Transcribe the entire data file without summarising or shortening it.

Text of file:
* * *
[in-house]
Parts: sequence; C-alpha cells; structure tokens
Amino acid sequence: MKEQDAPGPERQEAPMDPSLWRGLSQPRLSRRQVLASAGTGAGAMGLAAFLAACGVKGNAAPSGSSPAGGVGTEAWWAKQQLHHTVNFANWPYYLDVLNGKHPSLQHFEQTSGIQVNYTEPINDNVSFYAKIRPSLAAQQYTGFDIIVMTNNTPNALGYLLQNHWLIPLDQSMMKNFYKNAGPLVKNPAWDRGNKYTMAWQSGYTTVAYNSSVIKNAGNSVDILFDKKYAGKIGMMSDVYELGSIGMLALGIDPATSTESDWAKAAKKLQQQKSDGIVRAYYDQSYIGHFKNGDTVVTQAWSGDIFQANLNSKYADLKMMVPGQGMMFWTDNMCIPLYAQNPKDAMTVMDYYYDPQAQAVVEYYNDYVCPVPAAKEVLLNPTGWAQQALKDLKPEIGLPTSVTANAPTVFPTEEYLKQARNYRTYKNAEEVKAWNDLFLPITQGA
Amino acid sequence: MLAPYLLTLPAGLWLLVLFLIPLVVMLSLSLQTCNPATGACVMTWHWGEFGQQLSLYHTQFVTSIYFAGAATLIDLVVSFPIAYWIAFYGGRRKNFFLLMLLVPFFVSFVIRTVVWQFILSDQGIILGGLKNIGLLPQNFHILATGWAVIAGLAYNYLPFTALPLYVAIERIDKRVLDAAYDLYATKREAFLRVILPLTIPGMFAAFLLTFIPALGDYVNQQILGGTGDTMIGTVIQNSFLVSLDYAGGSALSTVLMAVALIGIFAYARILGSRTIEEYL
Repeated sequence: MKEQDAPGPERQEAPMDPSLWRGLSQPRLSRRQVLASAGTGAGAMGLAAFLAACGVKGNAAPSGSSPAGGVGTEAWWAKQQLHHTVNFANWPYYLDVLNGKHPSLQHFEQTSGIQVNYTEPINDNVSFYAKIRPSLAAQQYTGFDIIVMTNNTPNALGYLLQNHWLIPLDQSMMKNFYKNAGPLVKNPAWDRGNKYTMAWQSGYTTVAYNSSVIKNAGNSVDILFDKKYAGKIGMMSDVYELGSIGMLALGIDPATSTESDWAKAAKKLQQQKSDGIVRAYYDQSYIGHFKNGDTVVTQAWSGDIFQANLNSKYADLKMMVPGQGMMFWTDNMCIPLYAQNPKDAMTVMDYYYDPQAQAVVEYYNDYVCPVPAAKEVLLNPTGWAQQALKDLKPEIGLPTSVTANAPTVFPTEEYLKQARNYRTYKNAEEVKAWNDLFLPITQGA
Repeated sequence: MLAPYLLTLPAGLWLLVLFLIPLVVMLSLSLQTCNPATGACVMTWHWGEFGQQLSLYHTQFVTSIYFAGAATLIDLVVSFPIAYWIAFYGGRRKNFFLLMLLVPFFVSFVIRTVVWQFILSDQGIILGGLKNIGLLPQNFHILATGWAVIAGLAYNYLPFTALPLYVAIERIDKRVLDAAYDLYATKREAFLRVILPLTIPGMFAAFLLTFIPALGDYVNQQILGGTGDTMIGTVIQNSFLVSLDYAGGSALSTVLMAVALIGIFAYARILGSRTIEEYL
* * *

[in-house]
Parts: sequence; C-alpha cells; structure tokens
Amino acid sequence: MKEQDAPGPERQEAPMDPSLWRGLSQPRLSRRQVLASAGTGAGAMGLAAFLAACGVKGNAAPSGSSPAGGVGTEAWWAKQQLHHTVNFANWPYYLDVLNGKHPSLQHFEQTSGIQVNYTEPINDNVSFYAKIRPSLAAQQYTGFDIIVMTNNTPNALGYLLQNHWLIPLDQSMMKNFYKNAGPLVKNPAWDRGNKYTMAWQSGYTTVAYNSSVIKNAGNSVDILFDKKYAGKIGMMSDVYELGSIGMLALGIDPATSTESDWAKAAKKLQQQKSDGIVRAYYDQSYIGHFKNGDTVVTQAWSGDIFQANLNSKYADLKMMVPGQGMMFWTDNMCIPLYAQNPKDAMTVMDYYYDPQAQAVVEYYNDYVCPVPAAKEVLLNPTGWAQQALKDLKPEIGLPTSVTANAPTVFPTEEYLKQARNYRTYKNAEEVKAWNDLFLPITQGA
Amino acid sequence: MLAPYLLTLPAGLWLLVLFLIPLVVMLSLSLQTCNPATGACVMTWHWGEFGQQLSLYHTQFVTSIYFAGAATLIDLVVSFPIAYWIAFYGGRRKNFFLLMLLVPFFVSFVIRTVVWQFILSDQGIILGGLKNIGLLPQNFHILATGWAVIAGLAYNYLPFTALPLYVAIERIDKRVLDAAYDLYATKREAFLRVILPLTIPGMFAAFLLTFIPALGDYVNQQILGGTGDTMIGTVIQNSFLVSLDYAGGSALSTVLMAVALIGIFAYARILGSRTIEEYL
Repeated sequence: MKEQDAPGPERQEAPMDPSLWRGLSQPRLSRRQVLASAGTGAGAMGLAAFLAACGVKGNAAPSGSSPAGGVGTEAWWAKQQLHHTVNFANWPYYLDVLNGKHPSLQHFEQTSGIQVNYTEPINDNVSFYAKIRPSLAAQQYTGFDIIVMTNNTPNALGYLLQNHWLIPLDQSMMKNFYKNAGPLVKNPAWDRGNKYTMAWQSGYTTVAYNSSVIKNAGNSVDILFDKKYAGKIGMMSDVYELGSIGMLALGIDPATSTESDWAKAAKKLQQQKSDGIVRAYYDQSYIGHFKNGDTVVTQAWSGDIFQANLNSKYADLKMMVPGQGMMFWTDNMCIPLYAQNPKDAMTVMDYYYDPQAQAVVEYYNDYVCPVPAAKEVLLNPTGWAQQALKDLKPEIGLPTSVTANAPTVFPTEEYLKQARNYRTYKNAEEVKAWNDLFLPITQGA
Repeated sequence: MLAPYLLTLPAGLWLLVLFLIPLVVMLSLSLQTCNPATGACVMTWHWGEFGQQLSLYHTQFVTSIYFAGAATLIDLVVSFPIAYWIAFYGGRRKNFFLLMLLVPFFVSFVIRTVVWQFILSDQGIILGGLKNIGLLPQNFHILATGWAVIAGLAYNYLPFTALPLYVAIERIDKRVLDAAYDLYATKREAFLRVILPLTIPGMFAAFLLTFIPALGDYVNQQILGGTGDTMIGTVIQNSFLVSLDYAGGSALSTVLMAVALIGIFAYARILGSRTIEEYL